Wednesday, January 04, 2006

Bush to Iraq: Drop Dead

Let's pretend everything else is peachy keen in the country we decided we needed to shock and awe out of its leader. Even if that were true, we learn this from the Washington Post:

The Bush administration does not intend to seek any new funds for Iraq reconstruction in the budget request going before Congress in February, officials say. The decision signals the winding down of an $18.4 billion U.S. rebuilding effort in which roughly half of the money was eaten away by the insurgency, a buildup of Iraq's criminal justice system and the investigation and trial of Saddam Hussein.


"The U.S. never intended to completely rebuild Iraq," Brig. Gen. William McCoy, the Army Corps of Engineers commander overseeing the work, told reporters at a recent news conference. In an interview this past week, McCoy said: "This was just supposed to be a jump-start."

Gee, wonder why the U.S. doesn't have the best international image anymore? We go in and destroy a country we had already been slowly eating away at for a decade via sanctions, and when we get bored, or Halliburton makes enough money, or it just seems too hard, we walk away.

This is simply unconscionable.

Of course it's not a surprise that Bush Co. doesn't have the ability-guts-know how-stamina to get a job done. Go ask the folks in New Orleans how helpful the federal government has been since Bush beamed us pretty pictures of his resolve from Jackson Square--heck 3,725 people are still unaccounted for, which is more than the magic 3,000 number that changed everything.

That Post article goes to state the achievements we've brought to a free Iraq:

Oil production stands at roughly 2 million barrels a day, compared with 2.6 million before U.S. troops entered Iraq in March 2003, according to U.S. government statistics.

The national electrical grid has an average daily output of 4,000 megawatts, about 400 megawatts less than its prewar level.

Iraqis nationwide receive on average less than 12 hours of power a day. For residents of Baghdad, it was six hours a day last month, according to a U.S. count, though many residents say that figure is high.

The Americans, said Zaid Saleem, 26, who works at a market in Baghdad, "are the best in destroying things but they are the worst in rebuilding."

Of course the article says it's been the insurgency that's made rebuilding so hard, and I'm sure the callous (AKA Bush supporters) will say, "We try to help them but they're too interested in being terrorists so they get what they deserve." That ignores, of course, that our invasion is what has plunged them into a state of near civil war. It ignores that Iraq is a country made of three peoples who have never really got along, to put it mildly. But then again, the White House has ignored all of that from Day 1, so why should we expect more from Bush's supporters?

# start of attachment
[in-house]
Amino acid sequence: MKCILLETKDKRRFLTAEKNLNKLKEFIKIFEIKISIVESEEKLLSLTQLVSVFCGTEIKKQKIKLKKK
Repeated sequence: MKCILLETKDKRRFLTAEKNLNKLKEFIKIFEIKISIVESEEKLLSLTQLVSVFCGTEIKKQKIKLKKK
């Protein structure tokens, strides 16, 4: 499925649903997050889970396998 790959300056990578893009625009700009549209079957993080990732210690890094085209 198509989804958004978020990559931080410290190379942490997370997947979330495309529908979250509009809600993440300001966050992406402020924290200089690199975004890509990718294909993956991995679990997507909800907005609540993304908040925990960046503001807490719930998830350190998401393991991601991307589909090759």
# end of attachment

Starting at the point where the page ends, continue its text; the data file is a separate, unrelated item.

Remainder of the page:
Reading between the lines in the article, it becomes even clearer that the $18.4 billion is really a fee for publicity. For example, maybe the actual election days have all gone so smoothly as they make a great, finger-stained photo op even if "hundreds of millions of dollars were shifted to fund elections and to take Iraq through four changes of government."


Blogger Lori said...

I usually try not to spout off about political matters, because I don't think anyone really cares what I think. But today, for some reason I can't identify, I don't really care if anyone cares. I just want to say it, and I am going to pretend that someone is listening thoughtfully instead of preparing an argument.

I wish I had the strength of conviction regarding the war in Iraq that everyone on both sides seems to have. From the bottom of my heart, I am opposed to the war; I oppose any war. I am the type of person who scoops a spider up with a tissue and sets it free in the back yard rather than stomping on it, even though they creep me out like no other. I don't understand war, not because I am a numb skull, but because I refuse to accept people killing other people as a viable to solution to any problem.

In theory, my view on war in general should make choosing a stance on the war in Iraq very simple. However, my neighbor, a Marine and a childhood friend, spent three years in Iraq. He was there when war was declared, and he was there when the U.S. troops stormed Saddam's castle. He was also there when an Iraqi citizen embraced him and thanked him for helping to drive Saddam from power. You see, long before the war began, he had been captured and imprisoned by Saddam's son, Qusay (sic?). I am unsure of the details of his crime or the reason behind his imprisonment; but I do know that before he was taken away, his home was burned, and he was forced to watch while his wife, mother and young son were fed into a wood chipper. Alive.

Something needed to be done. I don't know what the answer was or is, but I do know that not only the United States, but the entire human race has a responsibility to remove from power those who commit such heinous crimes against other human beings.

But is it childish to think that such a feat could have been accomplished without thousands of people dying? I suppose it is. I just wish people would stop killing each other. I wish they would just stop.

10:21 AM  
Anonymous Anonymous said...

Well said, Lori.

2:07 PM  

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